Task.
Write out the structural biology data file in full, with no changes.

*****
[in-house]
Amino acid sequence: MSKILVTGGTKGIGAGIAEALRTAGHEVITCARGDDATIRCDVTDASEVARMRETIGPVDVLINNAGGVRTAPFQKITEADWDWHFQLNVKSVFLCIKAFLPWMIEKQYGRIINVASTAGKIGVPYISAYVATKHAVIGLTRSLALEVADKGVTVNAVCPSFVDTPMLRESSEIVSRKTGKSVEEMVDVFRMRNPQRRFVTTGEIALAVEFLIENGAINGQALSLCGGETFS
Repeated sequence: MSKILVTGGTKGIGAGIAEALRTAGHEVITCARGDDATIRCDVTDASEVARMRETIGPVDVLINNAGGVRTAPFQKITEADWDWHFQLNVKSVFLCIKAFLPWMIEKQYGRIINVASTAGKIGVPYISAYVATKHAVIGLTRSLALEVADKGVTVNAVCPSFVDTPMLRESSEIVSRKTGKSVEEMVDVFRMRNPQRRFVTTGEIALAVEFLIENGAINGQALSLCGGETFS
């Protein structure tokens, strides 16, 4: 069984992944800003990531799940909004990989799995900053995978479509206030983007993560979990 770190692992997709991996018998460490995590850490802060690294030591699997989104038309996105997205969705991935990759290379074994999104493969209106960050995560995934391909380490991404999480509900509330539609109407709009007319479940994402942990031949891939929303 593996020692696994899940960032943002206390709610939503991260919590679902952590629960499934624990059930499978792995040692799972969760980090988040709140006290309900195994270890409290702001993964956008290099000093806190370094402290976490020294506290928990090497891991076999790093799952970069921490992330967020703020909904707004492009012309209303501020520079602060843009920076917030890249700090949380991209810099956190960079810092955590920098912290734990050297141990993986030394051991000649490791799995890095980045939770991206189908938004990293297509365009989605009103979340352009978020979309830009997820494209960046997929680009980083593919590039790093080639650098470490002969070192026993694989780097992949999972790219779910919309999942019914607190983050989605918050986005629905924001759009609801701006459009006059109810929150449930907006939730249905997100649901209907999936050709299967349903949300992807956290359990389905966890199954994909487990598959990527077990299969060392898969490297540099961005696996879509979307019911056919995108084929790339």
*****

[in-house]
Amino acid sequence: MSKILVTGGTKGIGAGIAEALRTAGHEVITCARGDDATIRCDVTDASEVARMRETIGPVDVLINNAGGVRTAPFQKITEADWDWHFQLNVKSVFLCIKAFLPWMIEKQYGRIINVASTAGKIGVPYISAYVATKHAVIGLTRSLALEVADKGVTVNAVCPSFVDTPMLRESSEIVSRKTGKSVEEMVDVFRMRNPQRRFVTTGEIALAVEFLIENGAINGQALSLCGGETFS
Repeated sequence: MSKILVTGGTKGIGAGIAEALRTAGHEVITCARGDDATIRCDVTDASEVARMRETIGPVDVLINNAGGVRTAPFQKITEADWDWHFQLNVKSVFLCIKAFLPWMIEKQYGRIINVASTAGKIGVPYISAYVATKHAVIGLTRSLALEVADKGVTVNAVCPSFVDTPMLRESSEIVSRKTGKSVEEMVDVFRMRNPQRRFVTTGEIALAVEFLIENGAINGQALSLCGGETFS
């Protein structure tokens, strides 16, 4: 069984992944800003990531799940909004990989799995900053995978479509206030983007993560979990 770190692992997709991996018998460490995590850490802060690294030591699997989104038309996105997205969705991935990759290379074994999104493969209106960050995560995934391909380490991404999480509900509330539609109407709009007319479940994402942990031949891939929303 593996020692696994899940960032943002206390709610939503991260919590679902952590629960499934624990059930499978792995040692799972969760980090988040709140006290309900195994270890409290702001993964956008290099000093806190370094402290976490020294506290928990090497891991076999790093799952970069921490992330967020703020909904707004492009012309209303501020520079602060843009920076917030890249700090949380991209810099956190960079810092955590920098912290734990050297141990993986030394051991000649490791799995890095980045939770991206189908938004990293297509365009989605009103979340352009978020979309830009997820494209960046997929680009980083593919590039790093080639650098470490002969070192026993694989780097992949999972790219779910919309999942019914607190983050989605918050986005629905924001759009609801701006459009006059109810929150449930907006939730249905997100649901209907999936050709299967349903949300992807956290359990389905966890199954994909487990598959990527077990299969060392898969490297540099961005696996879509979307019911056919995108084929790339």